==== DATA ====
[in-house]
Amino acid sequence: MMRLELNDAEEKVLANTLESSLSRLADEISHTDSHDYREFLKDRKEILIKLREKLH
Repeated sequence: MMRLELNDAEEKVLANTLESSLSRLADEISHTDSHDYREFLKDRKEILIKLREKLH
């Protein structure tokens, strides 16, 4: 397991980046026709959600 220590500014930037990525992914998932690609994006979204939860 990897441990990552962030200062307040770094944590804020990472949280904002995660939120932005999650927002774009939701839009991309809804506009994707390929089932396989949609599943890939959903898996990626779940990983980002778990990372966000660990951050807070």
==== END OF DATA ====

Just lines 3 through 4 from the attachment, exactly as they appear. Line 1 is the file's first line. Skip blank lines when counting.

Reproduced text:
Repeated sequence: MMRLELNDAEEKVLANTLESSLSRLADEISHTDSHDYREFLKDRKEILIKLREKLH
């Protein structure tokens, strides 16, 4: 397991980046026709959600 220590500014930037990525992914998932690609994006979204939860 990897441990990552962030200062307040770094944590804020990472949280904002995660939120932005999650927002774009939701839009991309809804506009994707390929089932396989949609599943890939959903898996990626779940990983980002778990990372966000660990951050807070």